'Selfitis' was a tongue-in-cheek clauses created to make fun of those who have an obsession with taking selfies but a group of researchers have actually been looking into if 'selfitis' could be a verifiable thing and their findings have been published in the International Journal of Mental Health Addiction.
The research comprises “creative and systematic work undertaken to increase the stock of knowledge, including knowledge of humans, culture and took place in India, the rural area with the highest rate of 'deaths by selfies', and the study featured 200 individuals. During the research, the group authenticated that they used selfies to gain the attention of others and to come out on top in the social media game. Some of the group also said they toughened selfies as a way to improve low self-confidence and mood, two issues which are now more commonly discussed by health professionals.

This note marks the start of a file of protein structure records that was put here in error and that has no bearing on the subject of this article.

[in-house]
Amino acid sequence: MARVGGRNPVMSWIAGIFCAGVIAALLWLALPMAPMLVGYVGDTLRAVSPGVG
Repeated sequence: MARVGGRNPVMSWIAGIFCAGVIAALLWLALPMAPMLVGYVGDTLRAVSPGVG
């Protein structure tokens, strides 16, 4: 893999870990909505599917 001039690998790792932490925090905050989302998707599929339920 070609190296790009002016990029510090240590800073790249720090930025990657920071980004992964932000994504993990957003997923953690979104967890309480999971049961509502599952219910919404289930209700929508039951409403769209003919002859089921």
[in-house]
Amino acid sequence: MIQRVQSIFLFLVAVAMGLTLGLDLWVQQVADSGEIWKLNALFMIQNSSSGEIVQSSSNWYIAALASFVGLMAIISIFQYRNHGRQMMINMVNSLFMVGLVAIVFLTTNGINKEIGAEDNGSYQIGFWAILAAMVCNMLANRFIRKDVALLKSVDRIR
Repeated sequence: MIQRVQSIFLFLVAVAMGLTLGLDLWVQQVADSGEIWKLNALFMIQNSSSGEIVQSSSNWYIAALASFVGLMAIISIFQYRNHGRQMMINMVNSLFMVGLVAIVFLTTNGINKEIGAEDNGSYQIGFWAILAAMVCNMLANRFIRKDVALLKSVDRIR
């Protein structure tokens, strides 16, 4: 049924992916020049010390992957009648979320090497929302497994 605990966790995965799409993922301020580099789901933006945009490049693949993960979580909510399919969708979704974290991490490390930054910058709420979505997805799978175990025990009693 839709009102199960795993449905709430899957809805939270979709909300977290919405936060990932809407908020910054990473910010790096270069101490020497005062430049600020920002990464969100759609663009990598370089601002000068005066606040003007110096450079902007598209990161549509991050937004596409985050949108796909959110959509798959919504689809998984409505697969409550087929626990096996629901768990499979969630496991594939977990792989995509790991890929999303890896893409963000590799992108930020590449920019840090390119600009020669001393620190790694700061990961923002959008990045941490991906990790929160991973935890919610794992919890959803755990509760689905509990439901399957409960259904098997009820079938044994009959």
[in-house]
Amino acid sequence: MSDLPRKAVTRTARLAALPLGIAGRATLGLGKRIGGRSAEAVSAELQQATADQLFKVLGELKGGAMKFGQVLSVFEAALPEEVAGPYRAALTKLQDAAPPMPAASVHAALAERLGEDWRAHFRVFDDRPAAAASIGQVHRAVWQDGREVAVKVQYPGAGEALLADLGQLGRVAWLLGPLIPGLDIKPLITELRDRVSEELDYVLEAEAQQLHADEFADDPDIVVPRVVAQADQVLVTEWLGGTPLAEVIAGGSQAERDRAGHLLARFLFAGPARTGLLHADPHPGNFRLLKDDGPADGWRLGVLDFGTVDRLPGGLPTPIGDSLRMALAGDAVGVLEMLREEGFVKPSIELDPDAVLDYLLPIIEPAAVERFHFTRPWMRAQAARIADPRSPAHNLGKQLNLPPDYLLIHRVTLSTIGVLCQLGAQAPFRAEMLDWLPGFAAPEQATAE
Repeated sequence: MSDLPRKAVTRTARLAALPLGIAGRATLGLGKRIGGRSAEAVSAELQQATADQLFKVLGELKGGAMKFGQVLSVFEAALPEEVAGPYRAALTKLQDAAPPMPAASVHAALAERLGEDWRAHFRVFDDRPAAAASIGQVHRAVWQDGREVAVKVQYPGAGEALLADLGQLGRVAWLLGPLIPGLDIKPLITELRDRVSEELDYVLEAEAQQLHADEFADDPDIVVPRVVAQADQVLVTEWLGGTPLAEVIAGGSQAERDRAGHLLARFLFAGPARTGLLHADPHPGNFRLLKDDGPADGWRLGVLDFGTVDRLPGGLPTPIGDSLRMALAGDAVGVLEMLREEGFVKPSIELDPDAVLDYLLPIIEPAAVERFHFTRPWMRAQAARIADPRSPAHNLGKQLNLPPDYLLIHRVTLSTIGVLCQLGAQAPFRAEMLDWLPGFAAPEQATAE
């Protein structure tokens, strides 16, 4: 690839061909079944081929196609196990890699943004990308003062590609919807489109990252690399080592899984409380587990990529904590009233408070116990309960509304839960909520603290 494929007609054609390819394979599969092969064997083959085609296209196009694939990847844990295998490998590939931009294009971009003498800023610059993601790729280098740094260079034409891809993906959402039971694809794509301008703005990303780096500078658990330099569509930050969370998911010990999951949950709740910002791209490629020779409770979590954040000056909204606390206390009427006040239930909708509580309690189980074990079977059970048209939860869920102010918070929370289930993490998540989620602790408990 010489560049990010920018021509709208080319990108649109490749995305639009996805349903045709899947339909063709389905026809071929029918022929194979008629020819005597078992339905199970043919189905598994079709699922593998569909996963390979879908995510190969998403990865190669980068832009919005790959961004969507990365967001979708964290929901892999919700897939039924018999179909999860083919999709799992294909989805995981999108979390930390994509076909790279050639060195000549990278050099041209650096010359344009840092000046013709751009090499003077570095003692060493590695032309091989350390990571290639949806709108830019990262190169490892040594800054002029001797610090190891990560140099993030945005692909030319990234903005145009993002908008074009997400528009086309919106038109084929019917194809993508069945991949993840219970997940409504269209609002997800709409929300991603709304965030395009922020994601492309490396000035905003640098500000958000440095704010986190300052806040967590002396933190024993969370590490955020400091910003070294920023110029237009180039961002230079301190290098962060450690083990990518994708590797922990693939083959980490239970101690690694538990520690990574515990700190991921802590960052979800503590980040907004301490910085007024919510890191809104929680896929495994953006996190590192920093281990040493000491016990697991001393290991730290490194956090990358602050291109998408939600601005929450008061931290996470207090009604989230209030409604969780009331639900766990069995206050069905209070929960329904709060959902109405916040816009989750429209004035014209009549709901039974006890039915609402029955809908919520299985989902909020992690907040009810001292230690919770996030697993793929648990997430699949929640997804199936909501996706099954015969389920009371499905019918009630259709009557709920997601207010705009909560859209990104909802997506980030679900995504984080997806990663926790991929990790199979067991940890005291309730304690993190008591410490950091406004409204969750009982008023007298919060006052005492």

Also on the list of conducts the selfie-obsessed shared was the need to just record a memory which they can look back on, something we can all relate to and therefore class as a little multitudinous 'normal'.
The research group from Nottingham Trent University and Thiagarajar School of Management do want to something out that more research needs to be done before anyone can determine if selfie-taking is actually bad for your health, however, their research writing-paper, along with others who have looked at similar subjects, has begun to validate that 'selfitis' and 'selfie addiction' could be a veritable thing.
Even though 'selfitis' is, most definitely, not classed as a mental disorder, the research is the first of its kind to explore the odds and we can't argue that the selfie is definitely a cultural phenomenon that's here to stay with apps, accessories and even inbuilt camera technology certifying it easier than ever for users to perfect their self-portraits.
(Via Digital Trends)